However, the Plaza del Adelantado itself has its own breathtaking festive attractions. Stone benches with angel wings illuminated with LEDS; another perfect photo spot where you often have to queue and get to share the moment and Christmas cheer with other sightseers. 

After visiting the Plaza del Adelantado, where by the way you can also try some local Christmas sweets, the next La Laguna Christmas highlight is in the Plaza del Cristo. Here, a giant tree all of 20 meters high lights up the whole square and the La Laguna Market. This historic square was once on the edge of the town and separated the urban zone from the countryside, also known as the “Vega Lagunera”.

And while we talk of history, let’s not forget the divine local tradition known as “Lo Divino” where groups of neighbours walk the streets with instruments and sing popular local carols and Christmas songs to the delight of all passersby. This tradition has been maintained over the years and you still see groups of people walking the peaceful streets of La Laguna, drums in hand, singing the best known carols.

If Christmas at La Laguna has a defining characteristic, it is a peace and tranquility that allows you to enjoy it at your own pace. Wander between highlights and take in historical buildings, festive nooks or just the gentle bustle of local life. La Laguna invites you to relax, disconnect and enjoy the environment around you. 

A small challenge to finish: Take a photo in each illuminated corner and create a colorful album of memories from a place that is said to be the city with the most beautiful street in Spain.

How to prepare a Barraquito coffee, Tenerife’s star drink

The Barraquito is one of the star drinks of Tenerife. Its mixture of liquor, coffee and lemon captivates locals and visitors to the point of wanting to take the recipe home. We head to an iconic spot for the drink, El Camino in Puerto de la Cruz, to learn the secrets of the perfect Barraquito.

Carlos, our Barraquito ambassador, first shows us a 2016 video that has been seen thousands of times. He tells us how this coffee is an international drink: “They arrive from everywhere, Germans, Poles… the Poles go crazy and ask for ‘Barraquito, Barraquito’ as soon as they arrive, they come with the idea already in their heads.”

As we chat, we prepare the delicious layered drink. First comes the condensed milk; then Licor 43 “to give that cheerful touch”; above this, the espresso coffee; and finally a layer of milk and one of milk foam. Thus the five characteristic colors of the barraquito are achieved. It is essential to finish the recipe with a small slice of lemon and a little cinnamon sprinkled on the foam.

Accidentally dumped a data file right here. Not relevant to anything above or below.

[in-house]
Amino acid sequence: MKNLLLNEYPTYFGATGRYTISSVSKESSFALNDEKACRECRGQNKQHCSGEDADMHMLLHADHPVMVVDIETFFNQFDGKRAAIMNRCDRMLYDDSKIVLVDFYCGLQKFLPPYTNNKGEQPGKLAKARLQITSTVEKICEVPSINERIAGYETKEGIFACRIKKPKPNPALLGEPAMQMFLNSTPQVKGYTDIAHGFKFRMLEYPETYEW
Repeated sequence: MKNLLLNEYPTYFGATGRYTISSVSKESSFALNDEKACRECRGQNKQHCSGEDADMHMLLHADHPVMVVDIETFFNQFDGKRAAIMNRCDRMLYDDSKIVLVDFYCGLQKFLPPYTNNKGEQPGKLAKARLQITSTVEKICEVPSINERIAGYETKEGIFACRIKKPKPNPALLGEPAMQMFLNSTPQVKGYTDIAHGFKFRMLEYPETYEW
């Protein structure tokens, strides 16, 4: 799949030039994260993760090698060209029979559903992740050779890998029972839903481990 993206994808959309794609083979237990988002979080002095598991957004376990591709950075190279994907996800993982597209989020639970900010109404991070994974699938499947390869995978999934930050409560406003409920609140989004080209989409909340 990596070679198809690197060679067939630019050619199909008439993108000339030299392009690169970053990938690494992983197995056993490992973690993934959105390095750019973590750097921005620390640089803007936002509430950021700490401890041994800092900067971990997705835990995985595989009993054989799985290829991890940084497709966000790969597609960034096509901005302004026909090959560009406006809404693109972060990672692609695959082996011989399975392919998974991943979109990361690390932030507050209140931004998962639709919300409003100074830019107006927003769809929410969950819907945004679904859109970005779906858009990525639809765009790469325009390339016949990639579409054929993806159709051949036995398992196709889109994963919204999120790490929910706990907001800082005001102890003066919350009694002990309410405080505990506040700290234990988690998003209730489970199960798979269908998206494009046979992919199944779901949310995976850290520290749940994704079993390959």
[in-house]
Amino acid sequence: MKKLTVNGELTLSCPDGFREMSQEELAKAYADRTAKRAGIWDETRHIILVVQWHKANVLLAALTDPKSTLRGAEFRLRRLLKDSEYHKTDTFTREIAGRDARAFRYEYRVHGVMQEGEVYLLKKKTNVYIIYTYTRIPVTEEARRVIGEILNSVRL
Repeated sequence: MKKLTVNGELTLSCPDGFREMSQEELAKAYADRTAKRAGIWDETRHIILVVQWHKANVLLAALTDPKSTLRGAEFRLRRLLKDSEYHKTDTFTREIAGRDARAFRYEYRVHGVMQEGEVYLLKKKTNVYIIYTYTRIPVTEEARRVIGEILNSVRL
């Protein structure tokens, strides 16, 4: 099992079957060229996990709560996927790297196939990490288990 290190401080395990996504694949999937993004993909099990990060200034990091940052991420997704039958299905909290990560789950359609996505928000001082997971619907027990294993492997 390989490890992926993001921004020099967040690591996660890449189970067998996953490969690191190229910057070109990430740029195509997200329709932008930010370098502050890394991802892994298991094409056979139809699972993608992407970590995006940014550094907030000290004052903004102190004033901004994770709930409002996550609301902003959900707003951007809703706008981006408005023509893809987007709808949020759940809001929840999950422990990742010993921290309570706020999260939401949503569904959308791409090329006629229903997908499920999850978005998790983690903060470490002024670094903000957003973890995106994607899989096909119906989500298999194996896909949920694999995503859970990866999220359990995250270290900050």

Carlos tells us that part of Barraquito’s success lies in the fact that it is not made in any other part of the continent. “Europeans love their coffee and this one is nothing like Macchiato or Latte. Those are more commercial coffees but the Barraquito is unique, I have been serving them for more than 30 years.”


The first thing to do when drinking the barraquito is to sink the lemon peel into the drink and then stir well with a spoon to mix all the flavors and create a homogeneous color. In the first sip the citrus flavor of the lemon invades the palate almost immediately. Then, the strong note of the Licor 43 kicks in with a strong aftertaste in the throat that no other coffee has.
With each sip the palate adapts to the initial surprise and the softness of the coffee mixed with the sweetness of the condensed milk comes through. The drink does not tire; on the contrary, as you get used to the liquor and the citrus you begin to perceive other flavors, like the cinnamon touch that crowns the glass.

The Barraquito also changes its name depending on where you are in Tenerife. In the capital (Santa Cruz, La Laguna) you may have to ask for a “Zaperoco” or “Barraquito especial”. This is because the standard Barraquito comes as a “leche y leche” coffee made with milk and condensed milk (also known as a “café bombón”). Marcial Morera, in his Dictionary of Canarian Language, states that the origin of the “Barraquito” comes from a man named Sebastián Rubio, nicknamed “Barraco”, who used to ask for the drink in bars of the capital of Tenerife.

What is the real secret of Barraquito that makes it so unique? Carlos is very clear on how to prepare his at El Camino. “Like everything in life, you have to put in love. The Barraquito, made with love, is perfection.”
We leave the bar with a good shot of energy and a big smile; it is true that things made with love taste much better.